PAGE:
It is the most basic of all stories, common to every culture and probably written first in our genes. The Hero’s Journey is a powerful tale of destiny, determination, usually reluctance and doubt, culminating in a victory that inspires and gives great gifts to the world. It can be told as Luke Skywalker or Harry Potter, over and over again, with infinite variation.
What is less obvious is that, as a powerful archetype, it is also used to sell.
The Hero’s Journey is important to much advertising, especially when it comes to political campaigns. It is worth getting to know at the gut level it springs from not just to sell people and things, but also for its effect on the narrative that shapes our world.
The Hero’s Journey has been dissected and analyzed to the point where it can almost be done in rote form. Joseph Campbell called it the “Monomyth”, a term borrowed from Finnegan’s Wake – a classic if twisted example. The hero is called, usually refuses at first, but takes up the cause with divine inspiration. He or she proceeds to have a great adventure, learns a great deal, and through perseverance and valor achieves something great. The moral is self-contained in the quest.
Modern retellings often twist the story in interesting ways – such as Ferris Bueller’s Day Off. But the strangest adaptation comes in advertising, when a hero and their story becomes the human face or brand of a product. Dave Thomas and Col. Harlan Sanders are the most obvious examples, with Steve Jobs being the most recent figure elevated to Hero Pitchman. The story is never one of simple genius, but of the quest – it starts in a garage and proceeds forward to gradual greatness. It can even be told in small vignettes 30 seconds at a pop. A highly derivative form could even include the rabbit that never quite gets the Trix but keeps on trying. But the most effective pitch includes the detailed backstory that slides into popular culture along the well-worn path of the hero.
Political campaigns are the most obvious place where the Hero’s Journey is critical to pitching the product. George Washington was called to defend his new nation and was sorely tested at Valley Forge before persevering on to victory. That archetype cemented the Hero’s Journey into Presidential politics in particular, where a strong leader is the main pitch. We don’t always have a true Hero’s Journey on the ballot, especially in the 2000 race of Bush versus Gore – neither one could claim a quest of such epic proportions. But when there is a Hero’s Journey the appeal is strong – and in the case of Reagan’s “renewing America” it defines an era even after the Hero has gone.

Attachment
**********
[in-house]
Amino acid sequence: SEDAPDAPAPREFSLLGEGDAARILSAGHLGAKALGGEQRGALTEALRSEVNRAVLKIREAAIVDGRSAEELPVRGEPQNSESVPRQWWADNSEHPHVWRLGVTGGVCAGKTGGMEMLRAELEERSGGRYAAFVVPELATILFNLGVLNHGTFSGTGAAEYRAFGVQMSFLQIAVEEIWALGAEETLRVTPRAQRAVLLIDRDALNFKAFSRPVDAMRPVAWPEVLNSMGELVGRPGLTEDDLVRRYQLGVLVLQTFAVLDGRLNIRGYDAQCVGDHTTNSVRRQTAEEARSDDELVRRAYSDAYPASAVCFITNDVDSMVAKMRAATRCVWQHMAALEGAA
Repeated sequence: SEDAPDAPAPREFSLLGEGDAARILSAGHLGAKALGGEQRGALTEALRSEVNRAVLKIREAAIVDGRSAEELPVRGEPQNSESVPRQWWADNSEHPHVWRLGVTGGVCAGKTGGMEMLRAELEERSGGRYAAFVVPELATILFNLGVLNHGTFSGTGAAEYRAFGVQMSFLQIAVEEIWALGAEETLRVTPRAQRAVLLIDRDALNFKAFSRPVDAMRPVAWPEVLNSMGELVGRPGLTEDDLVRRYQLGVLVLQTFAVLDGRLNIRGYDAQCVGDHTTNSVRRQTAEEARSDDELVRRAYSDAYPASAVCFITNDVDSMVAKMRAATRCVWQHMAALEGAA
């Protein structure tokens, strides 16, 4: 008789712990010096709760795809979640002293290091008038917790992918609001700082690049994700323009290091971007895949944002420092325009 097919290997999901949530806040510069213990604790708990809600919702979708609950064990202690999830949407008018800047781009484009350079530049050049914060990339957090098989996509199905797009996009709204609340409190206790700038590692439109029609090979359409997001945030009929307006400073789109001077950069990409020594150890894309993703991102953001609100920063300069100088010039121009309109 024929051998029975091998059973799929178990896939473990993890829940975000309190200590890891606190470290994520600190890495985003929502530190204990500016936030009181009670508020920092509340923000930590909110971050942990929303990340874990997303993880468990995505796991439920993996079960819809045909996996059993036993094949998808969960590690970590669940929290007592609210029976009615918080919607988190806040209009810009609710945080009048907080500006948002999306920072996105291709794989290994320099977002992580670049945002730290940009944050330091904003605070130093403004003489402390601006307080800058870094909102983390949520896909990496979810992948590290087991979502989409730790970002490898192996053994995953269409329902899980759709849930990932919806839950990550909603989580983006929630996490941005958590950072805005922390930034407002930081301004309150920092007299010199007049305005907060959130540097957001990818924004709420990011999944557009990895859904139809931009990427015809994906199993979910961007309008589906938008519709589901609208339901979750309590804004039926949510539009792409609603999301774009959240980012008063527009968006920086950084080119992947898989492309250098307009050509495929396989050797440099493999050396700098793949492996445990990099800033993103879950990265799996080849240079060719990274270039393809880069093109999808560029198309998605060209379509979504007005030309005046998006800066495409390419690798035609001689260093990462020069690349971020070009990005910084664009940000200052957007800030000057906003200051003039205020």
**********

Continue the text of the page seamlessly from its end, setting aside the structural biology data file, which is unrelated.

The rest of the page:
Campaigns also work best when the quest is still in progress, calling on ordinary citizens to join it – much like the peasant uprising in Marseilles that was joined by thousands on the march to Paris to become the French Revolution. That was the appeal of Obama in 2008, but he will have to modify that for re-election into perseverance in the face of adversity – more on this later. Mitt Romney has no chance at crafting a Hero’s Journey that I can read at this time, so a strong quest as a counter can be unstoppable.
Note that the Hero’s Journey is very different from the heroic moment, which didn’t work very well for either John Kerry or John McCain. McCain almost had a quest as a maverick, but it strangely fell apart.
Women have a tougher time pitching themselves as being on a Hero’s Journey, but when it sticks it works. Sen. Patty Murray, the “Mom in tennis shoes,” was a classic reluctant warrior who gave up a safe middle-class life to make a difference, as the narrative went. Any woman who can use this device to run for office can and should, but has to sell it consciously and constantly to make it work.
Away from campaigns, the Hero’s Journey is amazingly flexible and centers a product on a distinct human face that becomes the brand itself. Setting out to make the best donuts in the city probably includes trials and tribulations that can provide a great backstory that will bring not just customers but believers. Car salesman, always eager to humanize their beleaguered profession, usually stress humble beginnings that culminate in success.
As a storytelling narrative the archetype of the Hero’s Journey is without any doubt the most powerful. It sells products like nothing else because it has not only built in branding but a range of powerful images deep within it. It should be used whenever possible, but only once the classical narrative is understood as deeply as form itself.